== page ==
Home > Uncategorized > A Boring Discovery!

A Boring Discovery!

I was writing a simple example program to explain C#5’s async/await keywords. To keep it really simple and “old school”, I decided to make it a console app, and to read lines from the console until the user typed quit. First, the synchronous version:

public static List<string> Foo()
{
    var lines = new List<string>();

    string line;
    while ((line = Console.In.ReadLine()) != "quit")
        lines.Add(line);

    return lines;
}

And then the async version:

public static async Task<List<string>> Foo()
{
    var lines = new List<string>();

    string line;
    while ((line = await Console.In.ReadLineAsync()) != "quit")
        lines.Add(line);

    return lines;
}

Really straightforward, right? I just add the async keyword, wrap the return type inside Task<T> and then I can use await Console.In.ReadLineAsync() instead of Console.In.ReadLine().

So I tried this, and gosh-dang-diddly, it didn’t behave at all as expected. In fact, both versions behaved the same. Could it be something exciting to do with how the SynchronizationContext is set up in console apps? Sorry, no. Try to think of something much duller than that.

The answer is… wait for it… ReadLineAsync() isn’t asynchronous at all. It doesn’t return its Task<string> until the whole line has been read.

Why is that? TextReader.ReadLineAsync appears to be properly asynchronous, and Console.In returns a TextReader as you’d expect… but not quite. It first passes it to TextReader.Synchronized, and guess how the resulting wrapper class implements ReadLineAsync? Thanks to .NET Reflector, we don’t have to guess:

public override Task<string> ReadLineAsync()
{
    return Task.FromResult<string>(this.ReadLine());
}

Yep, it calls ordinary ReadLine, totally synchronously, and then makes an already-finished Task<string>. In real life this is probably harmless because it’s such an edge case, but you can imagine the tedious diversion it caused in the middle of the explanation I was giving.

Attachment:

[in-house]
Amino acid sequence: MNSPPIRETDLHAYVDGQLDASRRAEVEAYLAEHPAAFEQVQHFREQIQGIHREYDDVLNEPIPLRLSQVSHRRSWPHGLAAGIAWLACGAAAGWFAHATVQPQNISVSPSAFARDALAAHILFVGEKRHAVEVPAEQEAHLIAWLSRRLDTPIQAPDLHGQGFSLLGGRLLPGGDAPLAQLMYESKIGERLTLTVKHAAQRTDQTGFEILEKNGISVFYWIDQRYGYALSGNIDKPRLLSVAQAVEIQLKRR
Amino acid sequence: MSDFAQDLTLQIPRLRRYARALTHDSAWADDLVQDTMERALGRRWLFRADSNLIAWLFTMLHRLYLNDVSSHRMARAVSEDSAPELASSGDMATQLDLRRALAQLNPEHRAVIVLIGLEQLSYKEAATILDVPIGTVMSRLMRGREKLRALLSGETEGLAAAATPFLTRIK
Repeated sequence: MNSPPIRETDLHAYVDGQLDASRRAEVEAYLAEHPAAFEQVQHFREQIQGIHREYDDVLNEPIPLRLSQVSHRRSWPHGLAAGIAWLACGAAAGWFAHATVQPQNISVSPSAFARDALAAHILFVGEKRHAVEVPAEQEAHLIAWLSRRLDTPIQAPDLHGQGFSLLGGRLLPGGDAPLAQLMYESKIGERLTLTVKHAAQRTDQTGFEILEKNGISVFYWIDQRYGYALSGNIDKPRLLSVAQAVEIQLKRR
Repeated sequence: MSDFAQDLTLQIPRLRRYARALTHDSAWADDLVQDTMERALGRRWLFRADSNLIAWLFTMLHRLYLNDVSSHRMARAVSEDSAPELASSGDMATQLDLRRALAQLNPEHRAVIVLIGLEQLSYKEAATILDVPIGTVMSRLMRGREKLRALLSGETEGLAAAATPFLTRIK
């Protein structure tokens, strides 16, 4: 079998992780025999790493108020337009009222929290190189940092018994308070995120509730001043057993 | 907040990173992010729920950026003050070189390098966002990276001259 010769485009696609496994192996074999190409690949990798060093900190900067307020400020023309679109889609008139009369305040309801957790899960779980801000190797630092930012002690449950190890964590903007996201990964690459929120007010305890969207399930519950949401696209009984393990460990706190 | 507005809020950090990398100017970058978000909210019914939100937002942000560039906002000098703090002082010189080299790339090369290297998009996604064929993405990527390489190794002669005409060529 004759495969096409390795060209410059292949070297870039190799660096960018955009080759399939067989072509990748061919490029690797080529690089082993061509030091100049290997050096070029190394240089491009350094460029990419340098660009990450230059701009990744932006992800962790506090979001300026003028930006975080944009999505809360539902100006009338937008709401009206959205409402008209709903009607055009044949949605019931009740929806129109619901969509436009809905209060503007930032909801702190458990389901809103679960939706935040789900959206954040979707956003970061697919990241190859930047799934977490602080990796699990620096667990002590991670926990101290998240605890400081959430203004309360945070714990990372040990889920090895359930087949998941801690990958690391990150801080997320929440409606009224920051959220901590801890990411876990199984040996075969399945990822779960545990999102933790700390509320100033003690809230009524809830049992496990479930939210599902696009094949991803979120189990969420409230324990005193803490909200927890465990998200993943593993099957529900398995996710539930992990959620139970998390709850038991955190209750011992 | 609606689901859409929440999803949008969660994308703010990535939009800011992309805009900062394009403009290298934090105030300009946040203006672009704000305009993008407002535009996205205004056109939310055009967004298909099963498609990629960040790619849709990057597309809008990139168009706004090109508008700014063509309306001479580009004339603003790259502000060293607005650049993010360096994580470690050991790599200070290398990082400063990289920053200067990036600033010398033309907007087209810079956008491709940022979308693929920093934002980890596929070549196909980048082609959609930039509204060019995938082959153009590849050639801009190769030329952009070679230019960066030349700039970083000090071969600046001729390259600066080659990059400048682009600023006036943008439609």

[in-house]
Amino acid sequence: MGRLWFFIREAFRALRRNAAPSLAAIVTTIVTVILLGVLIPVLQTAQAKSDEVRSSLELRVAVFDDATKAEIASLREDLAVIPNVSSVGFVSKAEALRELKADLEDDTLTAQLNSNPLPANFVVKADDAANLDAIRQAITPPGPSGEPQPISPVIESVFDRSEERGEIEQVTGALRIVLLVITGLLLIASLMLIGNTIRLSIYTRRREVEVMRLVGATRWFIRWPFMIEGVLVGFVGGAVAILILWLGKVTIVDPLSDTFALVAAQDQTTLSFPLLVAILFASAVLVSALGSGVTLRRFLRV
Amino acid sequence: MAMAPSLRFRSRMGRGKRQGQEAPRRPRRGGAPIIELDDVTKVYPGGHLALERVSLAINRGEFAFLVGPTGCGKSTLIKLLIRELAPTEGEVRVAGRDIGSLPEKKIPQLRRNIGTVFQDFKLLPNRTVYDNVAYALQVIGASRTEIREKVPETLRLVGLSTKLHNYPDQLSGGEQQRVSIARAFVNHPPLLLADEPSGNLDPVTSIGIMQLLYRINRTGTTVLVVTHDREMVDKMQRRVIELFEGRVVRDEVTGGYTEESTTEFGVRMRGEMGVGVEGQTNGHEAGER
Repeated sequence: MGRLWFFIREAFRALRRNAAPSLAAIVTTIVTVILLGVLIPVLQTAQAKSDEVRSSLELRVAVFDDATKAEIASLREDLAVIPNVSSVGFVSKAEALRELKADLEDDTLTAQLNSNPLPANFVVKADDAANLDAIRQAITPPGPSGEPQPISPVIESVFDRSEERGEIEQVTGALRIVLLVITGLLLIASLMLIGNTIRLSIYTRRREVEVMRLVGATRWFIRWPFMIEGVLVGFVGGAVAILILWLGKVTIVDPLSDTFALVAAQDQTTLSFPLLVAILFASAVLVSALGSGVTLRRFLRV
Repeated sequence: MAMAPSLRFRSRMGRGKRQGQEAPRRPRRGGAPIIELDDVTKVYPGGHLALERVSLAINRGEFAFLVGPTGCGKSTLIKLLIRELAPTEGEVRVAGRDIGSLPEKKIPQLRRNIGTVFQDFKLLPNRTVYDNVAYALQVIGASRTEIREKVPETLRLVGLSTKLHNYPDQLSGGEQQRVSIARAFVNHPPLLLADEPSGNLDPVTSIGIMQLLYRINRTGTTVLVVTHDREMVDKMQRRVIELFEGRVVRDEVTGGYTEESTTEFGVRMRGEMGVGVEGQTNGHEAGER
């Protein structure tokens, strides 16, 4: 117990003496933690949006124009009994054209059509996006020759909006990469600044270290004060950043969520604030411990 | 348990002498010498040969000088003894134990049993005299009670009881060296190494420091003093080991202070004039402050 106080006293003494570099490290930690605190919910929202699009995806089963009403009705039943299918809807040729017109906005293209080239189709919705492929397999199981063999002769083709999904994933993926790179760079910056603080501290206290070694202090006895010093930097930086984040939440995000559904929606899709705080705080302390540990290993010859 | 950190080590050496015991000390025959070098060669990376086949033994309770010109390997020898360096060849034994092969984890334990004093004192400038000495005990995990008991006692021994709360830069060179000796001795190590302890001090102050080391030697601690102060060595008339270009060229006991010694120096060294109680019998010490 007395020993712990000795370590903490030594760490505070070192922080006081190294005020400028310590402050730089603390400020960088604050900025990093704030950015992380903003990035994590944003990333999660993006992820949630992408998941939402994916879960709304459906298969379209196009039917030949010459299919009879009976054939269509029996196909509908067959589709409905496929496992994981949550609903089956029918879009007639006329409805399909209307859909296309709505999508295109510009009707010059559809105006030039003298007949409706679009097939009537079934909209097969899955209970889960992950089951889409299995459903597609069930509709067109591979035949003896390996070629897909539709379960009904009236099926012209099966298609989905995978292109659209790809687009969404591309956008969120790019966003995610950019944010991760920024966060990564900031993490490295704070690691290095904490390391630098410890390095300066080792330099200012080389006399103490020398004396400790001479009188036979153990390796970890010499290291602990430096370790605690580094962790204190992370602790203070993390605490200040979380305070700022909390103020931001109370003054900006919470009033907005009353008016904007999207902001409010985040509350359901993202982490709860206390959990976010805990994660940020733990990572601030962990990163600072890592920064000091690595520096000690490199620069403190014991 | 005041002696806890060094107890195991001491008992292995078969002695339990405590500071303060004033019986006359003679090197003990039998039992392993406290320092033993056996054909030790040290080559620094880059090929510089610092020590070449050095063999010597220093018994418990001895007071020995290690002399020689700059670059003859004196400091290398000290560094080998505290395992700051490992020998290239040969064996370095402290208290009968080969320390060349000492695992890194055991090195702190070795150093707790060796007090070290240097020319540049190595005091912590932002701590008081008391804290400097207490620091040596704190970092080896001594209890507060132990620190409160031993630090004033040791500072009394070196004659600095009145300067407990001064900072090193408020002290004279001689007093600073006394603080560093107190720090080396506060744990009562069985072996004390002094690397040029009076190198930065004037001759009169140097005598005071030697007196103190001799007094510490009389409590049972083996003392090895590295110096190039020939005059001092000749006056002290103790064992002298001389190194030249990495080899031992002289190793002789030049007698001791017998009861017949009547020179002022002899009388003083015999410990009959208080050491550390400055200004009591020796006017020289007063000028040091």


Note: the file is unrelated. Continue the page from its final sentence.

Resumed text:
To get around it, I used this alternative helper, to move the ReadLine to the thread pool:

public static Task<string> ReadConsoleAsync()
{
    return Task.Run(() => Console.ReadLine());
}

Moral: I have no idea. How about “Sometimes, things don’t exactly work.” Is that a moral?

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Categories: Uncategorized Tags: , ,
  1. Allon Guralnek
    February 12, 2013 at 8:02 pm

    Did you open a Connect bug report?

    • earwicker
      February 13, 2013 at 3:26 pm

      I can’t see how there’s any point as they can’t do much about it – now it’s out in the wild like this, changing it might break existing applications.

      • Allon Guralnek
        February 13, 2013 at 9:25 pm

        They fix bugs that cause changes all the time. Just upgrading from .NET 4.0 to 4.5 fixed a plethora of bugs, for some of which I used workarounds to overcome. The fixes caused the workarounds to turn into bugs themselves! Let them decide if they’re going to fix it or not.

        Even if they don’t fix it, they can document it. Even if they don’t document it, the connect report itself is a form of documentation indexed by Google which can be found by others. Even if it’s never read by anyone, you’d have done your due diligence indicative of a good dotnetizen.

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